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Japan is MIPCOM’s Country of Honour this year. Not only are its drama and anime series popular around the world, but the country is also host to a number of competing SVOD platforms. Notably, it is the only country, outside of the United States, where the three major American SVOD platforms—Netflix, Amazon Video, and Hulu—are available. While Hulu launched in Japan in 2011, the other two are more recent newcomers. Netflix launched on September 2nd, 2015, with Amazon Video following later that month. All three platforms have produced Japanese original content in hopes of attracting users, as they compete not only with each other but also the many local SVOD services.

In this report, Parrot Analytics explores the effect of Netflix and Amazon’s launches on demand for their original series, compared to the existing demand for Hulu originals. To see how demand for these platforms relates to demand for them in their home market, the average Demand Rating™ for the digital original series is found in both Japan and the United States. Lastly, the demand for each type of series is summed to find the most popular genres on each platform in Japan.

To see the effect on demand for Netflix and Amazon’s original series after their release in Japan, the total number of Demand Expressions™ for these shows is found during the three months before (June-August 2015) and the three months after (October-December 2015) the launches. Demand for Hulu’s series during the same time period is included for comparison.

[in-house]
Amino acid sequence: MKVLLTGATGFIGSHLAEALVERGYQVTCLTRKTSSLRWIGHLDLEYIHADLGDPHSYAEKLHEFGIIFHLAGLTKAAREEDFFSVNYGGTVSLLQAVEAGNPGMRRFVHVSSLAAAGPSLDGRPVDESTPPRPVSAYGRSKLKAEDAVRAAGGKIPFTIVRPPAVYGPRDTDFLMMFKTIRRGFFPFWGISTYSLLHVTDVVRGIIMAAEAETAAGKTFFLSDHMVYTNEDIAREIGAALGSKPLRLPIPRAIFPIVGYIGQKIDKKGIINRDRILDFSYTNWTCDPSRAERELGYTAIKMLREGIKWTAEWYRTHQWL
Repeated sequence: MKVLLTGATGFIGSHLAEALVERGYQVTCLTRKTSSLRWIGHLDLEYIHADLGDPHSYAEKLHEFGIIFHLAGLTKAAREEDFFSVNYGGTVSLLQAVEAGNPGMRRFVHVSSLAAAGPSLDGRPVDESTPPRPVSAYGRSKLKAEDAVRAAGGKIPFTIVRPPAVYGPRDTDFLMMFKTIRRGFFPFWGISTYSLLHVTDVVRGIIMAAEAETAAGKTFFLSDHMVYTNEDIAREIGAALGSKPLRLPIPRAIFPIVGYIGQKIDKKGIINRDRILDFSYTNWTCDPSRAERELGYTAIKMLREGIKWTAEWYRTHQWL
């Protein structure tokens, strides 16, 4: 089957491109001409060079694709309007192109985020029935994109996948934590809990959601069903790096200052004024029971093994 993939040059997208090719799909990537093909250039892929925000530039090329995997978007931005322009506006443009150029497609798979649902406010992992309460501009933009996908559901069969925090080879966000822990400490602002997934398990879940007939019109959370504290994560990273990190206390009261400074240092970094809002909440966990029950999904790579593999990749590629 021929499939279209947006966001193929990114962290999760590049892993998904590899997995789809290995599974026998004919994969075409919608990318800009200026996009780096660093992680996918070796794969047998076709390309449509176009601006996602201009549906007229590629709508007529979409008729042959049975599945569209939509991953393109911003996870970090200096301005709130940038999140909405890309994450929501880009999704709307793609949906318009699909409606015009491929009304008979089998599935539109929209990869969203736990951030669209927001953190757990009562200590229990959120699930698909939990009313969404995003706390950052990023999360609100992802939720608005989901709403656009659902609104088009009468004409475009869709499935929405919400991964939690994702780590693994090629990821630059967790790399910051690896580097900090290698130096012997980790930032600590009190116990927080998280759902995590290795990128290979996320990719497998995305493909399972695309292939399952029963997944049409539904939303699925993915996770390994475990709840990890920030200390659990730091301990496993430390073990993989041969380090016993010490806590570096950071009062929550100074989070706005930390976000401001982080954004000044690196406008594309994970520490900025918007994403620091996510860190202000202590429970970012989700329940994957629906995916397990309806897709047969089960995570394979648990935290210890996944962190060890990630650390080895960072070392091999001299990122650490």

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Hulu begins with slightly more demand than Amazon Video, but Amazon overtakes it as their demand rises by 128% after launch. As Netflix has the most original series, it has the most total demand even before its release in Japan. However, after-release demand for its series grew by only 8%, significantly smaller than the other platforms, even Hulu which had been in the market for four years. Netflix’s absolute growth was also small: both Amazon Video and Hulu added about 76 million Demand Expressions™ during this time period, but Netflix only added 62 million Demand Expressions™. One reason for this stagnation may be that since Netflix’s originals were in high demand in Japan before launch, there was not a surge in interest after Netflix’s official release because people there were already aware of, consuming, and engaging with the series.

In contrast, Hulu may have had the lowest demand for its originals after Netflix and Amazon’s launches but in February 2016 it announced a powerful new deal, exclusively licensing popular content from HBO in Japan. In the United States, this content is only available online through the HBO Go service. To see the effect of this acquisition on demand for Hulu in Japan compared to the US, the average demand for each was found during September 2016.

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With HBO’s titles included, the average demand for Hulu in Japan is greater than the average demand for solely Hulu originals in the United States. This result is not unexpected: the average demand for HBO content only in the US is relatively high so HBO likely lifts the average in Japan as well. Within Japan, Hulu with HBO has the highest average demand for its content, followed closely by Netflix, then Amazon Video trailing behind. For both Netflix and Amazon, their average demand is higher in their home market, though still less than the demand for HBO. Hulu’s acquisition of HBO’s catalogue has paid off: they have become the SVOD platform with the most attractive content in Japan.